I don’t know why I had always wanted to go to Turkey, but my husband agreed to go for our 40th anniversary. It was incredible!
Our first stop was the Neve Shalom Synagogue which means “Peace Oasis”. It opened its doors In March 1951 and is Istanbul’s most modern Synagogue. Despite its name, Neve Shalom has not always been a peaceful place. The most recent attack by Islamic militants happened in 2003. We entered Neve Shalom after they matched our passport pictures with our faces. It is a magnificent building beautifully decorated with wood paneling and stained glass windows. Look carefully and you will see a bullet hole in one of the chairs from the first attack and netting under each chair that holds a hard hat and flashlight to assist the worshippers in case there’s another one. On Shabbat morning, the street is closed off and protected by armed guards. That being said, we saw a Chuppah set up for a wedding. The Jewish guide told us that Neve Shalom is still a very active Synagogue in spite of the tragedies that happened there.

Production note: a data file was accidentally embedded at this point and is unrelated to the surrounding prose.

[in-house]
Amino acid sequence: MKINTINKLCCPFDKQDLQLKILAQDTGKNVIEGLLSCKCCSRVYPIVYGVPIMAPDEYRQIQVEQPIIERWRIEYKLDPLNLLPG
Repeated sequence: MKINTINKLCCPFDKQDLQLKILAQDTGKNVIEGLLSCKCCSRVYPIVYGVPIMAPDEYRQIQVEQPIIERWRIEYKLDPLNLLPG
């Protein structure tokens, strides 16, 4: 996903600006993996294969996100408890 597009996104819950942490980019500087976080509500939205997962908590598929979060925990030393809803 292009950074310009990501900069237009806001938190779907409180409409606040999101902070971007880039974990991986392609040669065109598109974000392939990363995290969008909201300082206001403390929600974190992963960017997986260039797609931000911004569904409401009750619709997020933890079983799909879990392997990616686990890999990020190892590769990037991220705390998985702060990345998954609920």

We entered the Ahrida Synagogue, again after they matched our passport pictures with our faces. We weren’t allowed to take pictures in this beautiful synagogue built in the 15th century; otherwise I could show you the beautiful Noah’s Ark that serves as their Bimah. There is a belief that Noah’s Ark landed on top of Mount Ararat in the Republic of Turkey near Armenia and Iran; so there are many references to it in Turkish décor.
The Zulfaris Synagogue was first built in the 17th century and then rebuilt in the 19th century. It is no longer used as a Synagogue. In 2001, the Jews and Muslims of Turkey joined forces and turned it into a Jewish museum commemorating the 500th anniversary of the arrival of the Sephardic Jews to the Ottoman Empire. All the exhibits are hung within the original structure of the museum.
And then on to the markets. The colors, the aromas, the variety of vegetables, dried fruits, spices, teas, candies, and pastries were intoxicating. You literally didn’t know where to turn first. Everything is displayed with such beauty. Each candy, pastry or dolma (stuffed anything: onions, potatoes, grape leaves,zucchini,eggplant..) is a work of art. No shortcuts are taken in Turkish cuisine. I knew I had my work cut out for me. Next week I will share some recipes I created when I got back inspired by my trip.